Remembering Shane Rivers

by Richard Wagamese
News From Indian Country
There’s a romance to the feel of cold floorboards on bare feet. Just as there’s a romance to the snap, crackle and flame of the morning fire in the woodstove. The first tendrils of warmth poking outward are a hearkening to a new day, rife with possibility.

We spend a lot of time at our cabin in the mountains. During the winter that morning chill is sharp and making the fire is something that has come to be special for me. I can sit in front of it and watch the flame lick its way upward, sip at my coffee and marvel at how life sometimes becomes art.

It’s a Rockwell painting. The citified man sat before a crackling fire, cradling a mug of coffee with a vague hint of a smile at the edges of his mouth. Behind him the sun casts a slice of orange across the top of the mountain. The whole world a color, easing upwards out of purple into blue and further into pearl grey. That’s how it feels to me. Rustic. Charming. Perfect.

It reminds me of a friend I had when I was twelve. His name was Shane Rivers. He was older than me and he had the misfortune of having bulging blue eyes and big ears, sort of a pre-Muppets Fozzie Bear. But he was funny and seemed to know a lot more about the world than me and he and his family were poor folk.

We lived in a farming community then, an area of hereditary farms, established, progressive, predictable, and the kids I went to school with seemed to suffer for nothing. Shane and his folks were renters just like we were. Except my adopted father was a policeman and Shane’s dad had to labor for a living.

Unless you were a farmhand there wasn’t much work and Shane showed up at school sometimes without a lunch and wearing the same clothes for days. He got ignored by kids because he was different and odd and poor. But I liked him and we became fast friends. We took turns staying overnight at each other’s homes and I still recall the looks of horror on the faces of our schoolmates when I left the bus with him.

I’ve been on Indian reserves where you still have to chop a hole in the ice for the day’s drinking water. I’ve been to others where one woodstove heats a small frame house where twelve people live.

You could tell that things were hard for the Rivers family. Even as a kid I could see that. The cupboards were mostly bare like the fridge and there were curls and tears in the faded linoleum on the floors. There wasn’t much furniture and no TV. The house they rented was dilapidated and cold and damp. There were none of the shiny things I’d come to take for granted.

But they gathered around their woodstove for their meals, suppers of cabbage soup with dumplings, Wonder Bread and margarine, and the talk they shared was different from the talk around our family table. Mr. and Mrs. Rivers took the time to ask each of their five kids about their day. They asked questions about what they heard and the meal passed with everyone being heard from, listened to and looked at – even me.

Later, the kids did homework around that fire, Mr. Rivers making a game of sneaking in on tiptoe to add a clump of birch to the blaze, while his kids worked. They made hot chocolate in a pot on top of it. Then, in the morning, when the cold floorboards on my feet woke me up quickly, they gathered around that fire again for porridge and everyone was sent off to school with hugs and good wishes even if the lunch sack was missing or small.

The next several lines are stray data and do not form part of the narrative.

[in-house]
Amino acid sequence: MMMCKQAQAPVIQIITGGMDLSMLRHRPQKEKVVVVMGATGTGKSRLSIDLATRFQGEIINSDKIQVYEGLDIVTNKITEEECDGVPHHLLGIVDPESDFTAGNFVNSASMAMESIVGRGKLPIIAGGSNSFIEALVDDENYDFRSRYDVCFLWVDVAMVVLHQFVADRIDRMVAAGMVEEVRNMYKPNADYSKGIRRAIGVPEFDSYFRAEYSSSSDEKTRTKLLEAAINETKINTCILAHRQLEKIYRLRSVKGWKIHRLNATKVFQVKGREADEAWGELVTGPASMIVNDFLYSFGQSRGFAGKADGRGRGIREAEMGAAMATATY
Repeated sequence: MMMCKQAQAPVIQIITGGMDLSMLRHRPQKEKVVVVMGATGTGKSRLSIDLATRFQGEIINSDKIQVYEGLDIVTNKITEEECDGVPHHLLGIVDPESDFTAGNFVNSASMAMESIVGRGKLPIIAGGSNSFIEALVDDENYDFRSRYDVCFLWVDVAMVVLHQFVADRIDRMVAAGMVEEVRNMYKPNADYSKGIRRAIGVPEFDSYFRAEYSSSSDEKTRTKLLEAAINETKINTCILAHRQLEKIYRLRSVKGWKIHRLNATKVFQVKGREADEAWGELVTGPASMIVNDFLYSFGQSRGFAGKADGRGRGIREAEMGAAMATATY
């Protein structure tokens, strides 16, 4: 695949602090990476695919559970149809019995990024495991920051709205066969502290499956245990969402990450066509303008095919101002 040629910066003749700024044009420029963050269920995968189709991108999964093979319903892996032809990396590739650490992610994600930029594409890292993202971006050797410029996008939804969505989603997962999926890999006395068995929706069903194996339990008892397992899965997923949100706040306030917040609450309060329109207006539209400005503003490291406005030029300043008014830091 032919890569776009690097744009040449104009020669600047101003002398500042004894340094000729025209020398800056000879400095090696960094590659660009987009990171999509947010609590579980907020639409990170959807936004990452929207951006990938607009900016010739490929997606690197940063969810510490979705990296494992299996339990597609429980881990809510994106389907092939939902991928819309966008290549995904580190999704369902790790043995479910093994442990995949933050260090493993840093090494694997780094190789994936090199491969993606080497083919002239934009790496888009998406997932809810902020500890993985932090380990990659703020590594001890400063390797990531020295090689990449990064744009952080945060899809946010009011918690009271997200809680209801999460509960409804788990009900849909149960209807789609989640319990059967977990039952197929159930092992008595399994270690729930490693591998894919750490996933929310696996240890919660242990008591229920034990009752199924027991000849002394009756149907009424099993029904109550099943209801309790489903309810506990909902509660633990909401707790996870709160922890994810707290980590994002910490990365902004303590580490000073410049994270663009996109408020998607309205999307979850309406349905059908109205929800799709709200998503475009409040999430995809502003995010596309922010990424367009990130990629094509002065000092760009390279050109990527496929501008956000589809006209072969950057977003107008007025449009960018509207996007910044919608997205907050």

I remember looking back at that worn old house from the end of the driveway and thinking it was the warmest place I’d ever been. I felt welcomed there, felt like my presence really mattered, as though I was family and had stories that needed hearing. The Rivers family didn’t consider themselves poor or desperate or lacking. They had that fire and it burned strongly with birch and pine and love.

We take so much for granted when we live a privileged life, when things come easily to us and we can earn a good living. We expect good things and good fortune as though they were a right but there’s always something to complain about, always not enough of one thing or another or enough time to do all we believe we deserve to do.

I’ve been on Indian reserves where you still have to chop a hole in the ice for the day’s drinking water. I’ve been to others where one woodstove heats a small frame house where twelve people live. In the cities I’ve seen one-room mansions bare of everything but a cot and a hot plate. I’ve seen people living in basement rooms with no windows, mould creeping its way down the damp walls. I’ve seen poor folk of all ilk living lives far removed from anything I would call comfortable.

Shane Rivers and his family taught me that some things are worth more than all the discomfort in the world. I’d have given anything for half the heart that was shared around their fire. I’d have given anything as a kid to be heard, seen, and validated every day of my life. Maybe an empty belly can be eased some if you’re loved enough. I don’t know. I never had to go to bed hungry.

But these days when I light that morning fire I remember Shane Rivers and how it was love that kindled the fire in their home and made it burn warmer and longer because of it. I remember that it was recognition of each one’s special gifts and identity that heated that house. Just as I recall how warm I felt just being there.

Sure, it’s a Norman Rockwell world sometimes but if you look real hard you’ll see that the artist always added shadow. Seems to me that that’s where the real stories live.

 

Richard Wagamese is the author of Dream Wheels, published by St. Martin’s Press. Visit his website at www.richardwagamese.com for more details.


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